Making simple things intuitive: Predictive input

I am sorry to break it to you, but we are in a constant state of war. A war to make things more user interactive. The only enemy here is the non-friendly UI. It's the best kind of war we can get.

Want to skip the blah, click here to go straight to the tutorial.

If you want an example of war, take a look at the pace of notched smartphones. Did we even know the word "notched display" a year ago? No. But within a few months, every smartphone manufacturer has adopted it. They are in a race, to fix what Apple did wrong with iPhone X. Well, that's an argument for a separate post.

Keeping the above war in mind, I'll be posting a series of posts (this being the first in that series), which encourage making simple things intuitive without much effort.

Input boxes & select list

We have been using input boxes since ages. And now there are many things we can do with it. We can validate an input box for a date, email, a phone number without writing those complex regular expressions ourselves. But if you are still using the same old technique of regular expressions to validate input, this is how you might look.

Stone age

The Input box is ideal for values which are different for everyone like, your name, your phone number. But for items, where a user has to choose from a list of values, we use something called select list. In that, we select a single value from the given dropdown list.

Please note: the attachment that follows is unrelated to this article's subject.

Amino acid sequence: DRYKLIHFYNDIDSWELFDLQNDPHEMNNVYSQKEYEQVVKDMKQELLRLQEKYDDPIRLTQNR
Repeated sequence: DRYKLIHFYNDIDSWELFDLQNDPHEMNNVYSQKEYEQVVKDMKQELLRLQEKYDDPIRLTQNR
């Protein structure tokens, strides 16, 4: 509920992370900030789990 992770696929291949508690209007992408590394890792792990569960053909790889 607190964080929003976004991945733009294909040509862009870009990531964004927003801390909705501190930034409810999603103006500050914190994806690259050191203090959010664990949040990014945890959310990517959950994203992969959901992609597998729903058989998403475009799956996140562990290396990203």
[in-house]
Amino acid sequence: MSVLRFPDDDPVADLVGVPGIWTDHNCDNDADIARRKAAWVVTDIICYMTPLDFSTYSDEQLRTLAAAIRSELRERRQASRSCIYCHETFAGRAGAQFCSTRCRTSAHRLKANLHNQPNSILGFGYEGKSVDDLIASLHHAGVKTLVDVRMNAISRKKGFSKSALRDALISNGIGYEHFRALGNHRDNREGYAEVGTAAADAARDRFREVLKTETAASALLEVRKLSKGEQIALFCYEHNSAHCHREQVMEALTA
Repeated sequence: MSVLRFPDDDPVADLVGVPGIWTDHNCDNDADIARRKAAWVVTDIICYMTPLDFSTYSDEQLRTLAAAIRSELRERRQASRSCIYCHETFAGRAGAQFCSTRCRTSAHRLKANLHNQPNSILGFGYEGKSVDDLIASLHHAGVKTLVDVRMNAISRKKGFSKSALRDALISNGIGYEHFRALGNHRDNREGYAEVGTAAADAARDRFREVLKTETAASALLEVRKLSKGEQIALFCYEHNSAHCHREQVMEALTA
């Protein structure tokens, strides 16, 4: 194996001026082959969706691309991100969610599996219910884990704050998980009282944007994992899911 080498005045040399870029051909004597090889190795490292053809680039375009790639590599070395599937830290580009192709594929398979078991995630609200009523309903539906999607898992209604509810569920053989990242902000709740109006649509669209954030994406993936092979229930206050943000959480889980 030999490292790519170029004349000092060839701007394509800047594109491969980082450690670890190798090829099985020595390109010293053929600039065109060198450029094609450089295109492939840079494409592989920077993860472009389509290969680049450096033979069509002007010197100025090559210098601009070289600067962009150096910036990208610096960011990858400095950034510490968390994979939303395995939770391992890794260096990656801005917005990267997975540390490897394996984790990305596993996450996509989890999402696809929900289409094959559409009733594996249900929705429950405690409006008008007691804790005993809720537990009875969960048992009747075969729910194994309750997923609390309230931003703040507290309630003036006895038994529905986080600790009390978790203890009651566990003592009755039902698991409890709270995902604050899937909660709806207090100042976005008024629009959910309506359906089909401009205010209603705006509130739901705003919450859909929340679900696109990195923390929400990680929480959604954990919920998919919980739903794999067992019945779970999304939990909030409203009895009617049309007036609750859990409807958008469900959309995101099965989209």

Select saves the time of typing entire value. But we can only choose from the given values. What if, we need to enter something that's not on the list?

Or even worse, imagine the list is so long, that it takes you hours to find what you need.

Loooooong list

Predictive input: the tutorial

For those who read my above blah, you are my kind of people, much love.❤ For those who skipped to this part directly, I appreciate the honesty and cut to chase approach, but you don't get much love ha!

Step 1: Create a simple input type text tag

Let's start with a basic input type text. I'd hope we all know what the following does. It will create a simple input in which we can type stuff.

<input type='text' placeholder='You sir, can type here'>

Step 2: Add the magical datalist tag

Now, for that predictive magic, we all wanted. Let's add a tag named 'datalist'. Give it some id and add its closing tag.

<input type='text' placeholder='You sir, can type here'>
<datalist id='secret-agents'>
</datalist>

Step 3: Add options in the datalist tag

Just like we add options in our select tag. We can add the same in the datalist tag. I am assuming you are familiar with the select tag. Don't let me down.

<input type='text' placeholder='You sir, can type here'>
<datalist id='secret-agents'>
   <option>Johny English</option>
   <option>James Bond</option>
   <option>Perry, the platypus</option>
   <option>Agent K</option>
</datalist>

Last Step: Add the list to input

Now we have the list and input ready. Use the list attribute of input tag to link datalist to our input.

<input type='text' placeholder='You sir, can type here' list='secret-agents'>
<datalist id='secret-agents'>
   <option>Johny English</option>
   <option>James Bond</option>
   <option>Perry, the platypus</option>
   <option>Agent K</option>
</datalist>

Here's the miracle

Output

Browser compatibility

Few mobile browsers and Safari desktop browser don't support it yet. But Safari technology preview release supports it. So there's a hope that upcoming stable releases will support it too.

compatibility table

That's all folks